If it did, frontline workers—healthcare professionals, gig-workers, logistics workers, etc— would have been paid better, not merely applauded during the pandemic. Thankfully, in the West, the trend is towards unionisation of labour
During the worst of the pandemic, everybody was ever so grateful to ‘front-line workers’, who were thanked personally and applauded nationally (in many countries). If markets worked properly in terms of rewarding value, nurses and health professionals, police, municipal workers, store clerks, delivery people, gig workers, among others, would have seen an immediate and huge jump in their salaries. Instead, the likes of Uber, Lyft, Amazon, etc, continue to use millions of people—including the celebrated front-line workers—off-payroll and without benefits; there are reportedly 55 million gig workers in the US alone, about 17% of the population.
The double tragedy is this market-knows-best approach is not only unfair, it reduces growth. For example, Amazon currently has about 800,000 employees who earn a median salary of $27,000 a year; this means that half of its employees earn less than that—let’s say the lower half average $20,000 a year. Amazon also proudly reports that it pays a minimum wage of $15/hour, which translates to $31,200 for a full-time worker. Thus, if the below-median employees came up to the $15/hour wage for full-time work, it would increase spending power in the US economy—and, consequently, growth—by nearly $4.5 billion per year. Amazon’s income would decline by as much. And this is just one company and it does not include its gig workers, who generally make 30-50% less and are without any benefits.
The pandemic has brought this injustice and macroeconomic foolishness into focus, and there is a fresh burst of energy towards unionisation. US President Joe Biden has come out strongly in support of unionisation, in what some have called “…the most pro-Union statement from a president in US history.” The US labour secretary is aggressively focused on increasing workers’ protections and pushing companies to make gig workers full employees with health and other benefits. Clearly, a new wave of unionisation is on the cards in the US.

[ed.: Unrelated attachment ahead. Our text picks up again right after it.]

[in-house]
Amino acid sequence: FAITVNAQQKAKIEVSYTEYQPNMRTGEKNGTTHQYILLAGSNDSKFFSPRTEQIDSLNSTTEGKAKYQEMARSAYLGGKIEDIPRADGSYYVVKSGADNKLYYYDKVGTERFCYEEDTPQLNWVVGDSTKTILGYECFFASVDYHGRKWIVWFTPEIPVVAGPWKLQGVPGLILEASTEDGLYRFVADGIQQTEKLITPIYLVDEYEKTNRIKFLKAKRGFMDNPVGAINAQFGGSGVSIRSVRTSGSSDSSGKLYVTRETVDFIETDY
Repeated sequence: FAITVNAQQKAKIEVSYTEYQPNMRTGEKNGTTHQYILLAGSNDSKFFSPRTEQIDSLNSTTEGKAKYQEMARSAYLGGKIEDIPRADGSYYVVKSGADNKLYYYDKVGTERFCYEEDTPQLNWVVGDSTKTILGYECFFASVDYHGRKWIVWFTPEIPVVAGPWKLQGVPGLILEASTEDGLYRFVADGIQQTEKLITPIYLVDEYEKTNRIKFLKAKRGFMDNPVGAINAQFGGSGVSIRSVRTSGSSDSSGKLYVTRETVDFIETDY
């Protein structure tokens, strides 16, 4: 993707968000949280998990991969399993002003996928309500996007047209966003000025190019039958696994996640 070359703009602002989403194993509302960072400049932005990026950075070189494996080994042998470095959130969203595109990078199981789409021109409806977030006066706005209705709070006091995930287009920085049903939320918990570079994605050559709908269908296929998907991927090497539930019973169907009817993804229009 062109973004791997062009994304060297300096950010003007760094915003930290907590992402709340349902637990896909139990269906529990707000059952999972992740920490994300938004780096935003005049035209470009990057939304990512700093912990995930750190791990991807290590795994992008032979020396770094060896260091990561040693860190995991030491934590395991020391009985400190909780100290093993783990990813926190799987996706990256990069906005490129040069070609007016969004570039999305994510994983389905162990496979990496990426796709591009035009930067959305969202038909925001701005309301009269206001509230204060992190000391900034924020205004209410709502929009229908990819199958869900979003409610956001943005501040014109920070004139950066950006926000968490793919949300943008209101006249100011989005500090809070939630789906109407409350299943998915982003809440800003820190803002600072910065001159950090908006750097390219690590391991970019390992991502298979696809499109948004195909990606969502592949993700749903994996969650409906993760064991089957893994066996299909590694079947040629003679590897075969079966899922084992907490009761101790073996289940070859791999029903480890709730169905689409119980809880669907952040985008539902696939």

Corporate America is certainly not going to roll over and play dead; indeed, an attempt to unionise Amazon workers at a warehouse in Alabama failed, largely due to hardball tactics used by Amazon, best described by a notice the National Labor Relations Board compelled Amazon to put up at its workplaces, which included points like: We will NOT threaten you with the loss of your job if you are a union supporter, We will NOT interrogate you about the union, We will NOT engage in surveillance of you while you participate in union activities, We will NOT threaten you with unspecified reprisals because you are a union supporter, We will NOT threaten to “get” union supporters.
While I am using Amazon as an example, even in liberal corporate circles—an oxymoron, if there ever was one—believe that unionisation reduces productivity. The truth is the only thing it reduces is corporate profits; the flip-side is that it increases growth significantly in the largely consumer-spending driven economies we have today.
The battle will be long and hard because US Inc, particularly the ‘new economy’ titans, have huge political power. (This may be why China appears to be smashing its tech sector; in addition to recognising that these companies produce little of value to the real economy relative to the profits they rake in, China may also be trying to prevent them from getting to a point where they can dictate to the government on so many issues, as the FAANGS are already doing in the West). But it will be won.
There will be significant rationalisation of earnings for genuine value delivered, much of which will hit corporate bottom lines, and some of which will affect government deficits—public sector health workers, municipal workers and the police. In the US today, police officers on average make $53,500 a year, fully 70% more than the median income ($31,300); median incomes will certainly rise and if we assume that in tandem police salaries rise by a minimum of 50%, it would hit the US government deficit by only about $20 billion.
Another intriguing idea, in line with the trend towards consolidation of labour, is for more active unionisation of the police. This is even more critical in countries like India, where the police force is completely under whatever political thumb is prevailing. The parallel with poorly-paid, poorly-treated labour is very clear—on average police officers make Rs 31,000 a month, a pathetic 5% more than the median income. Bringing police wages up to the US standard of being 70% higher than the median income would cost a whopping Rs 48,000 cr a year, which isn’t going to happen.
This opens up an opportunity for left-leaning political parties need to organize police constables to press for better wages and working/living conditions. Significantly, the idea of police as labor could have far-reaching political impact, particularly in making the justice system more responsive to the needs of the people.
The author is CEO, Mecklai Financial